I know it’s unreasonable to hope for no heartache over time, so I won’t. I will, however, hope that those tough moments become stepping-stones – rather than roadblocks – for you and that you share those moments with others, to help lighten the load for yourself as well as to help others avoid the same mistakes and worries. I really hope those moments don’t make you cynical and calloused but rather, even more kind-hearted and determined to make the work of healthcare better.

I hope. I hope.

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Joni Watson, MSN, MBA, RN, OCN®

 

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Hey, You.

Congratulations on finishing your BSN! I completely know the excitement and pride you feel at this moment. It makes me smile when I think about it – about you – your hope to be a great nurse, your desire to work in women’s health, your pressing toward graduate school. It’s all so exciting. And that’s amazing.

Stay encouraged. You are, indeed, embarking on an incredible journey. In transparency, it’s going to be more than you ever imagined, but it’s also going to get bad – really bad – before it gets good. It may sound difficult to believe, but you’ll actually want to quit nursing, and you’ll think about it quite seriously. How? Why? Well, unfortunately, you have to live it and learn it for yourself. As painful as it may be, it will shape you for the better, and you will know when it happens. You will feel the paradigm shift. Remember when you thought saying “never” would come back to bite you? It does. Go with the flow. Things and areas of nursing work you thought you’d never do – well, they actually become your passions in many ways.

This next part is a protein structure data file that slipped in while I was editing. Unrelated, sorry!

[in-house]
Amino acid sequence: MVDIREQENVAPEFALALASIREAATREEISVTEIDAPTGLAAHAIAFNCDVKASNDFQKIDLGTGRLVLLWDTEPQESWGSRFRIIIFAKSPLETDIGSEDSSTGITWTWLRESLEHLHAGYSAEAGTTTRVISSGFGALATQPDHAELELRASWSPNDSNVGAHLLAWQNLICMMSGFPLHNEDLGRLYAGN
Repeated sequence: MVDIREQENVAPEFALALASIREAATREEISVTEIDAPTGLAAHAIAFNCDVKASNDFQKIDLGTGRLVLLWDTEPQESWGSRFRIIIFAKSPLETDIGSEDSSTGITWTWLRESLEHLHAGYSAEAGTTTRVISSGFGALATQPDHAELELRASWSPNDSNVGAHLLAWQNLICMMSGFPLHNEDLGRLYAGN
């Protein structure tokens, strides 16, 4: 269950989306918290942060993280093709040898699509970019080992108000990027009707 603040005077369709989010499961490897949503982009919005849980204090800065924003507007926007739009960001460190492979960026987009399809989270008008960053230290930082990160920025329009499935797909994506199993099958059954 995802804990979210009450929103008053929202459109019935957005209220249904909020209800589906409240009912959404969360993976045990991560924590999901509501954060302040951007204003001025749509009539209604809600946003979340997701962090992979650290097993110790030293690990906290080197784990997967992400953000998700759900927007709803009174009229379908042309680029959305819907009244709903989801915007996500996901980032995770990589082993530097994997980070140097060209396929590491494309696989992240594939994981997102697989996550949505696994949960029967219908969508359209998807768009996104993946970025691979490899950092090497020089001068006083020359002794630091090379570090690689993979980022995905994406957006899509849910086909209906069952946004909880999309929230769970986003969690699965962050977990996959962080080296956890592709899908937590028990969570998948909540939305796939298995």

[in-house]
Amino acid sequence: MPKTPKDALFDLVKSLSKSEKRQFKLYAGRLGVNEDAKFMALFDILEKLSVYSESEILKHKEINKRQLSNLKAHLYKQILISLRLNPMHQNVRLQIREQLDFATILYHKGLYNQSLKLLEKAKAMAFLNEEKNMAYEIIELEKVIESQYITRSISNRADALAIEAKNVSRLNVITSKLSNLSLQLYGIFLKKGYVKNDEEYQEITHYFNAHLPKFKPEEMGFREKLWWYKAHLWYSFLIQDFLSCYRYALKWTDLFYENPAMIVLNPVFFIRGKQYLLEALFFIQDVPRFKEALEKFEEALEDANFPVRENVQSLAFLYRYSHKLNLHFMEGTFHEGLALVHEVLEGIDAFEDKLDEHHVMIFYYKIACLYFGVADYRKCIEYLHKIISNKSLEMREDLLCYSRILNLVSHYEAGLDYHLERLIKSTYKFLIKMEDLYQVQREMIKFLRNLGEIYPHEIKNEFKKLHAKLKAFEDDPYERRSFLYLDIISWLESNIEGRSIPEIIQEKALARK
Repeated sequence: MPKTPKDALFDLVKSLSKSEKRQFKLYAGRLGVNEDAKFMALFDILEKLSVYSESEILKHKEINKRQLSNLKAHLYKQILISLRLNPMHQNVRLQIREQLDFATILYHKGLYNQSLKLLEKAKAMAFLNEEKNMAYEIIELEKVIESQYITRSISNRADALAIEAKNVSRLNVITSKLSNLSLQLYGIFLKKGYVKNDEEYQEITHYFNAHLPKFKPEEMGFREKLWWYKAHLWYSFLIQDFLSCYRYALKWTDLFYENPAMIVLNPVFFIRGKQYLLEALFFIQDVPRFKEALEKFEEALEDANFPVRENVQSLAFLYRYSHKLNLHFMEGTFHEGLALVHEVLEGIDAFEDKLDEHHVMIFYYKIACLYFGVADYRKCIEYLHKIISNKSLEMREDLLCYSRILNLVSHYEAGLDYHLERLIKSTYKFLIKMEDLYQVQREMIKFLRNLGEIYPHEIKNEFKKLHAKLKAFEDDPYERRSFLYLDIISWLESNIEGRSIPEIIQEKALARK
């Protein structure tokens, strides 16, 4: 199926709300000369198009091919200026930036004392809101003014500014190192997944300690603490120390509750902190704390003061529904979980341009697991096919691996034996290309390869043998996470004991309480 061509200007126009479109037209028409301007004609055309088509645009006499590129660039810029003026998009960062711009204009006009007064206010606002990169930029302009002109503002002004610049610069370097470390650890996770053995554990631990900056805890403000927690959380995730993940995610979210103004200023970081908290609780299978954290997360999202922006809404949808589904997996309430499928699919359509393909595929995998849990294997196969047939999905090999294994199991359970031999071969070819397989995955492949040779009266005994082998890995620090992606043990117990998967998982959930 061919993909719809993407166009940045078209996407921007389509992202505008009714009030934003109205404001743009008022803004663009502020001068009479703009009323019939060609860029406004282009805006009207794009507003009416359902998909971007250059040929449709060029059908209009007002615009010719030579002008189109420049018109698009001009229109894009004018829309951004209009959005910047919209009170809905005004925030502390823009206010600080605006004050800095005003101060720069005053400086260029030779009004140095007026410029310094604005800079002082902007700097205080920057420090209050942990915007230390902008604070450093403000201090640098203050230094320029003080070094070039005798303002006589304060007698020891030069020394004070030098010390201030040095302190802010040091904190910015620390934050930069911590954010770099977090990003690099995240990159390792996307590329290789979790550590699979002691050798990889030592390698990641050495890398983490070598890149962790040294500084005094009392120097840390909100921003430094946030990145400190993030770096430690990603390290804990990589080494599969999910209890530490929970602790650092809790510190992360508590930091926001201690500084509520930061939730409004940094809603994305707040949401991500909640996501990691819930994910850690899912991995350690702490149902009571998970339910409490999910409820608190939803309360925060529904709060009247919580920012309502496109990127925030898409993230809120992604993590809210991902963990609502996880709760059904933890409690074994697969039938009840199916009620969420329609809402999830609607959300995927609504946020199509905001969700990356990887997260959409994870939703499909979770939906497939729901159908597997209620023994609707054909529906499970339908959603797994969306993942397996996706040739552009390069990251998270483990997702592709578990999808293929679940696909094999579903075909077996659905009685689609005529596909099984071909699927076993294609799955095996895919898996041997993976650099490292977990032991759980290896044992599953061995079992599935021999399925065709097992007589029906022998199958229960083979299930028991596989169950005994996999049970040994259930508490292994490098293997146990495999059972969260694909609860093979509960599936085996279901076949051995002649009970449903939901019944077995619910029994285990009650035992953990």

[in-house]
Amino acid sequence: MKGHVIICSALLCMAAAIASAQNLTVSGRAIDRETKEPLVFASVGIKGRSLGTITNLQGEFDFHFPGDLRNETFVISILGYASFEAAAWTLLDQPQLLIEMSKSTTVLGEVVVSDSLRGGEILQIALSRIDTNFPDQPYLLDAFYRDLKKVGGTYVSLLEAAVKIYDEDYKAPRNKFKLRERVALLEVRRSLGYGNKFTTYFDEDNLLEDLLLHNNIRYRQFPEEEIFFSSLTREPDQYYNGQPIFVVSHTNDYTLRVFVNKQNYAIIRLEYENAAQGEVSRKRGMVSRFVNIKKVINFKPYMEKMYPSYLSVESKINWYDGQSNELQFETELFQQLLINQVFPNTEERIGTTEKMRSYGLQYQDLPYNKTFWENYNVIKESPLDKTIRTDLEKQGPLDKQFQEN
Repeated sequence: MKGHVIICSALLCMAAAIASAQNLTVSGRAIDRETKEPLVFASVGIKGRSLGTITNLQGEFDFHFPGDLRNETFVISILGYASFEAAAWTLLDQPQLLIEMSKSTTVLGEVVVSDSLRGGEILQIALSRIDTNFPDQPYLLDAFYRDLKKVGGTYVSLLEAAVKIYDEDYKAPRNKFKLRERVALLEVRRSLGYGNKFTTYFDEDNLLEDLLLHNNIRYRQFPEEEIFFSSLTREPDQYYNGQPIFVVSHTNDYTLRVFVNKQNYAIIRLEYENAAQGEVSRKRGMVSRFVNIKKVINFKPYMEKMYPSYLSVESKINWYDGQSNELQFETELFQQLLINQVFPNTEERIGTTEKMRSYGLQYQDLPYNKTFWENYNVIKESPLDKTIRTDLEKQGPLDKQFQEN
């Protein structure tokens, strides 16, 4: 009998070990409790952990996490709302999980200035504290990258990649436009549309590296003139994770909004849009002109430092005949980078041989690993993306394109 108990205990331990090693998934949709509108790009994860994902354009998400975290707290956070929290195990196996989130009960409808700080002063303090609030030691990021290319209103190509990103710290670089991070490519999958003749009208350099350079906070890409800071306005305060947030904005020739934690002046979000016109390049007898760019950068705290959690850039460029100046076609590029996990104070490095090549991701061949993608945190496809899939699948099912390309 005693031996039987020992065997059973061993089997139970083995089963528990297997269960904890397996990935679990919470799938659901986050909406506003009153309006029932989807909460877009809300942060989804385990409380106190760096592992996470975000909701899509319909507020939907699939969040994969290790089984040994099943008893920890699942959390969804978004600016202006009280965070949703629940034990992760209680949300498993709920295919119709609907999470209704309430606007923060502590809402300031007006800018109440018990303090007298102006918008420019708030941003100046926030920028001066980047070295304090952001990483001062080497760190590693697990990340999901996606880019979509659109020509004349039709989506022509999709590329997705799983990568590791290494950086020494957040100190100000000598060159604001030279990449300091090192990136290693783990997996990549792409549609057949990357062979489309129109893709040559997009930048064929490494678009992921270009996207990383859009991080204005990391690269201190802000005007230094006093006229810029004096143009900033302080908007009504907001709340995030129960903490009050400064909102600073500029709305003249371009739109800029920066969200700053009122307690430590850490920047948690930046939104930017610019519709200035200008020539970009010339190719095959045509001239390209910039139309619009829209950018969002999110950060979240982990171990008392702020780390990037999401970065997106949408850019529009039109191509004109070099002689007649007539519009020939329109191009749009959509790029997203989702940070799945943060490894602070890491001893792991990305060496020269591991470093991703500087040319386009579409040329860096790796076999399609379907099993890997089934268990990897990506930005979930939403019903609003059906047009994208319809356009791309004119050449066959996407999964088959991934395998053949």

Stay focused. The thoughts of graduate school that are rolling in your head now…keep feeding them. Again – difficult times but incredible results. You’ll wonder how you’ll ever make it amidst everything else that life brings. But you’ll make it. And then some. Remember what’s important. Always.

Stay open. Remember why you went into nursing. That reason will keep you going long after everything else fades. What you think is permanent is just a flash, a temporary moment. Always be open to new experiences, new friends, new lessons, new opportunities. You’re going to do things and experience moments that, if I told you now, you really wouldn’t believe. It’s quite amazing, and you’ll have to experience it yourself to understand and fully appreciate it. Just. Wait!

Stay you. Above all, “to thine own self be true.” Some around you will want to conform you to the cookie-cutter expectations. Some will help you break the mold and continue to help you find and enhance who you really are. Let go of the conformist-generators and hold fast to the enhancers. Some people will naturally leave you, and others you will have to cut out and really work to stay away from. It’s worth every painful moment. I promise.